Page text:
New vehicles for DC, UNO: Is this how the govt maintains austerity?
In March this year, the government issued a circular as part of austerity measures, restricting the purchase of new vehicles. However, this decision has been reversed within a short span of five months. A new initiative was set in motion to purchase 261 new vehicles intended for Deputy Commissioners (DCs) and Upazila Nirbahi Officers (UNOs).
According to Prothom Alo, the Ministry of Public Administration justified the acquisition of new vehicles for DCs and UNOs, citing the need for seamless organisation of the upcoming parliament election. To materialise this plan, the Ministry of Public Administration prepared a proposal for the procurement of the 261 vehicles and submitted it for approval to the Ministry of Finance.
Additionally, the election commission (EC) secretariat has also expressed its intention to purchase new vehicles. Three ministries and agencies, aiming to obtain a total of 271 vehicles, sent proposals to the Ministry of Finance for approval. Out of this tally, 261 vehicles are designated for use by DCs and UNOs.
Earlier, the Ministry of Finance gave its nod to purchase more luxurious cars for government officials. On 1 August, a directive from the ministry communicated that cars valued at up to Tk 14.5 million can be acquired for the government officials, whereas the previous cap was Tk 9.4 million. Furthermore, there have been increase to the expenditure limits corresponding to vehicle prices across various stages.
Abul Hasanath Humayun Kabir, the Transport Commissioner at the Department of Government Transport, informed Prothom Alo that during national elections, deputy commissioners act as returning officers, and UNOs serve as assistant returning officers. This leads to increased mobility demands. Consequently, there has been a request for new cars. The aim is to replace vehicles older than 13 years with newer ones.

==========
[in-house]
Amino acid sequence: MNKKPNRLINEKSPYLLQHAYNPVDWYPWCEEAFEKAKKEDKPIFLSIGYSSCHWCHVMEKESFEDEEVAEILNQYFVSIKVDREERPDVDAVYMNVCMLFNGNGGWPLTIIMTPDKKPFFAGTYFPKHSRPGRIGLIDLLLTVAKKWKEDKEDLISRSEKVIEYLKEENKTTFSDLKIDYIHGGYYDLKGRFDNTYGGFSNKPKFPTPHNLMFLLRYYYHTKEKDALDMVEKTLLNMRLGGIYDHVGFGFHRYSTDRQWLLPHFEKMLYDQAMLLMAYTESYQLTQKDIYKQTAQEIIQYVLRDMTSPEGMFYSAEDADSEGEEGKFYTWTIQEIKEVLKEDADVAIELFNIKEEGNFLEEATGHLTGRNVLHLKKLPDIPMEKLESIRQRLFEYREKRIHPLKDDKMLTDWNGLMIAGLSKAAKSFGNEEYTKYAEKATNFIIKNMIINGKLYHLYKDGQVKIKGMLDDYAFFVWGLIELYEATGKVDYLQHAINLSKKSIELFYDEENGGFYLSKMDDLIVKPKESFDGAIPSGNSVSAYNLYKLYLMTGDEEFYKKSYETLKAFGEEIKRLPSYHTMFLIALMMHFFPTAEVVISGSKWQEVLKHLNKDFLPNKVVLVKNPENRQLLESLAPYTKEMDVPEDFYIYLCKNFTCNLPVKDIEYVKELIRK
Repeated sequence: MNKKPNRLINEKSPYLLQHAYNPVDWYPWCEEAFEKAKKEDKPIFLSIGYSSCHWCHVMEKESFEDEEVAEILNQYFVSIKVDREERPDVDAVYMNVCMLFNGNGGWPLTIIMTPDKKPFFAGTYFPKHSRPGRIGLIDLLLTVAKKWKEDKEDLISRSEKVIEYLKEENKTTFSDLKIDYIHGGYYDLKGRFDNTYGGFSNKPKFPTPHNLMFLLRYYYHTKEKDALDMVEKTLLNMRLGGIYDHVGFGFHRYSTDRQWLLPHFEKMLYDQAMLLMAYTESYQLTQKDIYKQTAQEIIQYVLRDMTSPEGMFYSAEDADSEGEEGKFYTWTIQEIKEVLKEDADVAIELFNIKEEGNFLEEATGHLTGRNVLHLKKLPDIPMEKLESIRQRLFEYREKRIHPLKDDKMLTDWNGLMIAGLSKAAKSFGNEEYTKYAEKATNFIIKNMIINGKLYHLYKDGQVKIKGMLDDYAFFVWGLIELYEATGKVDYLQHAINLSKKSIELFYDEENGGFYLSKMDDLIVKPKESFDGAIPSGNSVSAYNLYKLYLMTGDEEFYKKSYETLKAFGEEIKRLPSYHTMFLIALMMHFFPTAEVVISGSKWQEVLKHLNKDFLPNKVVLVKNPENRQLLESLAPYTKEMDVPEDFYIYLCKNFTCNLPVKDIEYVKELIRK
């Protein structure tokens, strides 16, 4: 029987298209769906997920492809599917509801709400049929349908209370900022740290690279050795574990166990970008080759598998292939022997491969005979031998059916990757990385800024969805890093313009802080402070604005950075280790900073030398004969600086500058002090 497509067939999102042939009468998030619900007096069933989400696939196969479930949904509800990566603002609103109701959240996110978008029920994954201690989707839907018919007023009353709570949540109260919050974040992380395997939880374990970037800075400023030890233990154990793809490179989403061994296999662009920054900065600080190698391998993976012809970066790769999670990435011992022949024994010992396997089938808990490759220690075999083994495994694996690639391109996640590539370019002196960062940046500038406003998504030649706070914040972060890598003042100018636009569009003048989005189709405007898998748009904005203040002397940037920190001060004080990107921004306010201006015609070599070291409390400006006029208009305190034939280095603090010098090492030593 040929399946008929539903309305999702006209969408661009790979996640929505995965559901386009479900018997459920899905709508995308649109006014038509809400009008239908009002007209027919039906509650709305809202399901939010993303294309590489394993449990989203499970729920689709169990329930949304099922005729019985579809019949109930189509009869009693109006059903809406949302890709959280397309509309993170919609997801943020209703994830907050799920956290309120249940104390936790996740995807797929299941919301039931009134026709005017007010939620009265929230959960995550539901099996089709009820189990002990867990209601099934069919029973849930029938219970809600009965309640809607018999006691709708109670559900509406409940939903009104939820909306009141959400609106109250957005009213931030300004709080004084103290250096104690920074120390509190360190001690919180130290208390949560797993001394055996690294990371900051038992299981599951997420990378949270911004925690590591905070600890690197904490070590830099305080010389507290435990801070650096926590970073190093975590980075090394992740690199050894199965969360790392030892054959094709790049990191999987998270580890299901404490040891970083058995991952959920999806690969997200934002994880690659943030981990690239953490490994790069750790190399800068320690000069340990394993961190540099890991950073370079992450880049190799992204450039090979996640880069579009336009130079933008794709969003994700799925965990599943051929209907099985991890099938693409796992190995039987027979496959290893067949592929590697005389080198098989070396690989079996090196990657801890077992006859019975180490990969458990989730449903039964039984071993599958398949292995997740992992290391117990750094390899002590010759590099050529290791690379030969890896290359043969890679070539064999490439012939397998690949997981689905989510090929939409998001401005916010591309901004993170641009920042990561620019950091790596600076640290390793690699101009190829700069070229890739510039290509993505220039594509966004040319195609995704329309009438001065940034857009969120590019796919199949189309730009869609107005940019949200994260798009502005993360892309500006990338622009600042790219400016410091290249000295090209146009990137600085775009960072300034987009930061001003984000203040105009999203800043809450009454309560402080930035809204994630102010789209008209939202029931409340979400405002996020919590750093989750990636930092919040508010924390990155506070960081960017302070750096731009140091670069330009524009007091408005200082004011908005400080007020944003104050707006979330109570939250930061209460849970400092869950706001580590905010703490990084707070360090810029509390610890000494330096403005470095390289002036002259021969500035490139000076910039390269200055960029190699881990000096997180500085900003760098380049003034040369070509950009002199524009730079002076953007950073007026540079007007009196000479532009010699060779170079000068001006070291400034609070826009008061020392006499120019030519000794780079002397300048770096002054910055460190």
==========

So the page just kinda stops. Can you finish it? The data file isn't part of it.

Given the ongoing political crisis around the elections, the election commission's suggestion to acquire new vehicles seems impractical. Is there any information available to the EC indicating whether the vehicles assigned to DCs and UNOs for election duty are inoperative? If they (EC) have such information, how many of those are out of order?
According to the rules, the cars of the government officials are replaced every 13 years. But Abdul Haque, the former president of Bangladesh Reconditioned Vehicles Importers and Dealers Association (BARVIDA), said that the vehicles allocated to the DCs and UNOs can remain operational up to 25 years if properly maintained.
Ministry of Public Administration sources said that Tk 600 million has been allotted for vehicle procurement in the current fiscal year 2023-24, although the requirement stands at Tk 3.8 billion. As a result, an additional Tk 3.2 billion has been requested from the Ministry of Finance. The question is: who will provide the funds?
Economist Selim Raihan has stated that due to increasing pressure on foreign exchange and decreasing reserves, it's not a good idea to buy new vehicles for government officials. There doesn't appear to be an urgent need for new vehicles for government officials. Replacements might be necessary only if officials have completely unusable vehicles, which is not very common. Importantly, changing vehicles for DCs and UNOs doesn't always mean purchasing brand-new cars. Many autonomous organisations and development project directors use multiple vehicles, claiming urgent work. The government could consider providing DCs and UNOs with vehicles from these existing sources.
Procuring new vehicles during an economic crisis by expending a significant amount of foreign currency would contradict the government's austerity measures and result in the squandering of public funds.